BY BUSINESS REPORTER
BUILDING materials manufacturer Turnall Holdings will switch to solar plants at the company’s Harare and Bulawayo factories to reduce its electricity bills, company finance director Samson Mavende has revealed.
Mavende told Standardbusiness during a tour of the company’s operations that the firm was considering investment in renewable energy as the cost of electricity was weighing down its operations.
“There are some investors who have approached us with plans to install cheaper sources of energy, and we are actually looking at them now,” he said.
“They want to invest in solar technology and then they charge us for using that at a rate that is much lower than Zimbabwe Electricity Supply Authority (Zesa) rates.
“This could be the first step before having our own since we have got other challenges, we would rather concentrate on the plant itself.”
Mavende added the company was paying over RTGS$18 000 per month for electricity used on the tile plant only, which was commissioned in 2011, and that amount was expected to increase following Zesa’s proposal to hike tariffs.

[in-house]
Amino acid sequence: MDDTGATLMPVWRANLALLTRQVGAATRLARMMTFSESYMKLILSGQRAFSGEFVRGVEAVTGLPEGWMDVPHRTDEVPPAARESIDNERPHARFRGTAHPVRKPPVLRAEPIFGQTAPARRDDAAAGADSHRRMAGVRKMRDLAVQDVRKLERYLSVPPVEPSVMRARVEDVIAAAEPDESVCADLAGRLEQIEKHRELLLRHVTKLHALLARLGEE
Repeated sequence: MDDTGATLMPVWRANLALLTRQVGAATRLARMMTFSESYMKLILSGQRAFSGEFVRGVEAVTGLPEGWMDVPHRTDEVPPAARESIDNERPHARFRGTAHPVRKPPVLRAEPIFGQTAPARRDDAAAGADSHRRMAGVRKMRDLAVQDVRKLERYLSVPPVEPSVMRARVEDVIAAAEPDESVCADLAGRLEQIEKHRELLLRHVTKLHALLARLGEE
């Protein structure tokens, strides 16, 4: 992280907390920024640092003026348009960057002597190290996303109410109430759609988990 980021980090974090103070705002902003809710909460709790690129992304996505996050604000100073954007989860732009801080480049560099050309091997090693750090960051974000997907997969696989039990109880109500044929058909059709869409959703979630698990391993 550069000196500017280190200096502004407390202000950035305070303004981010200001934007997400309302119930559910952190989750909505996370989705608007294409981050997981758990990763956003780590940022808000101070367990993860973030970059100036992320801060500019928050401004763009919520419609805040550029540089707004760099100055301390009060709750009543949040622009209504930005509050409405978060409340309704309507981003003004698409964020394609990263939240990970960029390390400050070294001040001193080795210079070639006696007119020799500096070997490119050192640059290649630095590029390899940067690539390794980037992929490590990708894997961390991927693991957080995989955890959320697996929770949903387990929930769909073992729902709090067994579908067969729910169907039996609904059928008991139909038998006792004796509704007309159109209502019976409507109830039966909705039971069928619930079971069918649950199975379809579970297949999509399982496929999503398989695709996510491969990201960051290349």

Confederation of Zimbabwe Industries president Sifelani Jabangwe said the current spiral of prices that hit the country was likely to see Zesa reviewing its tariffs soon.
He said industry must be prepared when the new price structure is enforced.
“Since moving away from using the 1:1 rate, Zesa tariffs are not that much now, they are actually the lowest in the region so far,” Jabangwe said.
“But industry must brace for tariff hikes soon and we welcome such innovative ideas to move to other sources of power.”
Zesa tariffs are currently pegged at 9,86 cents per kilowatt/hour (kWh), and the likely increase will see tariffs range between14 cents per kWh and 15 cents per kWh.
Meanwhile, Turnall’s tile plant manager Tawanda Mandaza said the company was making strategic initiatives to buffer its operations from inflationary and liquidity shocks that had led to cement shortages since last year.
“We are currently installing a 60-tonne cement silo, this is probably going to take us close to a month to complete,” he said.
“We felt the need to have this silo after we experienced shortages in the past few months.
“In the meantime, we are working with a 90-tonne silo, which was built a few years ago.
“If the second one is complete, it will bring us to 150 tonnes, which can provide cover in times of need.”